Sue L. Robinson, the joint disciplinary officer appointed by the NFL and the players’ union, is expected to rule Monday on whether Cleveland Browns quarterback Deshaun Watson violated the league’s personal conduct policy after allegations of sexual misconduct, sources told ESPN.
Meanwhile, Watson has agreed to settle three of the four remaining active civil lawsuits against him, Houston attorney Tony Boothbey told ESPN’s John Barr on Monday morning.
If former U.S. Magistrate Judge Robinson imposes any sentence, both sides will have three days to file a written appeal. In that case, NFL Commissioner Roger Goodell or his designee “will issue a written decision that sets forth the full, final and complete disposition of the dispute pursuant to Article 46 of the Collective Bargaining Agreement.”
The NFL Players Association already made it clear in a statement Sunday night that it will not appeal.
“Prior to Judge Robinson’s decision, we want to reiterate the facts of this process,” the union said in a statement. “First, we have fully cooperated with every NFL inquiry and provided the NFL with the most comprehensive set of information in any private conduct policy investigation. A former federal judge — appointed jointly by the NFLPA and the NFL — conducted a full and fair hearing, reading thousands of pages of investigative documents. and impartially reviewed both sides’ arguments. All players, owners, business partners and stakeholders need to know that our process is legal and will not be compromised by the whims of the league office. That’s why, regardless of her decision, DeShawn and the NFL are free from her decision. We stand by and call on the NFL to do the same.
Robinson heard arguments from the league, the union and Watson’s attorney during a three-day hearing in her home state of Delaware in late June. The parties discussed the possibility of a settlement pending trial, but were unable to agree on a settlement.
Sources told ESPN’s Dan Graziano that the league and Watson’s team had held more settlement talks in recent days, but neither side felt they had reached an agreement. Sources have indicated that a suspension in the range of six to eight games is what most of Watson’s team is willing to offer. The best the league has indicated it’s willing to offer is a 12-game suspension and a hefty fine — in the $8 million range, sources said.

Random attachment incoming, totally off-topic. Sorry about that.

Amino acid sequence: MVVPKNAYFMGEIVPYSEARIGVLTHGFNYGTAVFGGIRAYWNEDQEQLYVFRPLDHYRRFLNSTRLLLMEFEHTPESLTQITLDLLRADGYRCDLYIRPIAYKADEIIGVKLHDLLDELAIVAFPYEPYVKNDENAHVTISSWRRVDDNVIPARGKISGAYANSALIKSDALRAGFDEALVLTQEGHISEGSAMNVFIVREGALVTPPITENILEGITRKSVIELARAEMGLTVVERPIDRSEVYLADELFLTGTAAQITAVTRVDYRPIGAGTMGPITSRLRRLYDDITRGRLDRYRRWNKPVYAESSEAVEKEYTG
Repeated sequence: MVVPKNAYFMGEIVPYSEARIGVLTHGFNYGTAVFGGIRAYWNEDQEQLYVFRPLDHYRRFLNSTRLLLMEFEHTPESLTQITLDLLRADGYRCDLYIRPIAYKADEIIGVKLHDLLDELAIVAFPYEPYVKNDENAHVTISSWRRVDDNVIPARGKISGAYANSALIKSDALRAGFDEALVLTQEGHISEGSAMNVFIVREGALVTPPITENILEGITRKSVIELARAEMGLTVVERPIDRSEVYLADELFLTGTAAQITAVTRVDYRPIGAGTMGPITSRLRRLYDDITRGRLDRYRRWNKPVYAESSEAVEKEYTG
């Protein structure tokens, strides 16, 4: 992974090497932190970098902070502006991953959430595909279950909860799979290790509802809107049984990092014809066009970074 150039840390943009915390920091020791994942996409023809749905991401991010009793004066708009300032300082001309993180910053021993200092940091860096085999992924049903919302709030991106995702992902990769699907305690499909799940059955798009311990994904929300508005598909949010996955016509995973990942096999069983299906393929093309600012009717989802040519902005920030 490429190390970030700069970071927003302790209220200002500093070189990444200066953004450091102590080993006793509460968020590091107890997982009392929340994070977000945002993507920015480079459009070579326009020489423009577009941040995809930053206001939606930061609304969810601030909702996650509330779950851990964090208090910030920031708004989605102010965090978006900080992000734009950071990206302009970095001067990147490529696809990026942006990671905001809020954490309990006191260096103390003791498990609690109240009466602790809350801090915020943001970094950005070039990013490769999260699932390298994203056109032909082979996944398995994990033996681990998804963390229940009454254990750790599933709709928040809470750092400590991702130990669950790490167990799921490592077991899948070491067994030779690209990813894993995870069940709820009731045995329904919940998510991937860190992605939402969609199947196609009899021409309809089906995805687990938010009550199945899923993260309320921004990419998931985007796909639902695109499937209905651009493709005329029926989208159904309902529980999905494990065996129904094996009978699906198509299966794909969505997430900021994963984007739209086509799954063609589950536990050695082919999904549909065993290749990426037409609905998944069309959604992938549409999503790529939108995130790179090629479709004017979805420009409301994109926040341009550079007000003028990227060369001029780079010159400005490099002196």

Watson is accused of sexual assault and inappropriate behavior during a massage in a civil lawsuit filed by 25 women. The collisions cited in the lawsuits took place between March 2020 and March 2021, when Watson was a member of the Houston Texans. One of the 25 lawsuits was dismissed in April 2021, when the judge ruled that the plaintiffs would be able to amend their complaint to reveal their names. In June, Watson acquitted 20 of 24 charges; On Monday, Boothby, representing the women who sued Watson, agreed to settle three of the remaining four counts.
Last month, Texans reached a settlement with 30 women who filed claims or filed claims against the company.
Although two grand juries in Texas declined to indict Watson earlier this year, the NFL has been investigating whether he violated its personal conduct policy since last year. The NFL interviewed Watson over several days earlier this summer. League investigators also spoke to several women.
Watson has consistently denied all wrongdoing and says he has no remorse for his actions during the massage sessions. Watson also said he cooperated with the NFL investigation and “truthfully answered all the questions” asked by the league’s investigators.
The Browns traded for Watson in March, sending three first-round draft picks to Texas. Cleveland then gave Watson a new five-year contract worth $230 million and fully guaranteed, the richest deal for any player in NFL history.
Browns coach Kevin Stefanski said last week that if Watson is suspended, Jacoby Brissett will be Cleveland’s starter. The Browns had Sunday off from training camp but are scheduled to resume practice on Monday.
CBS Sports first reported that Robinson’s decision is expected Monday.
ESPN’s Jeremy Fuller and The Associated Press contributed to this report.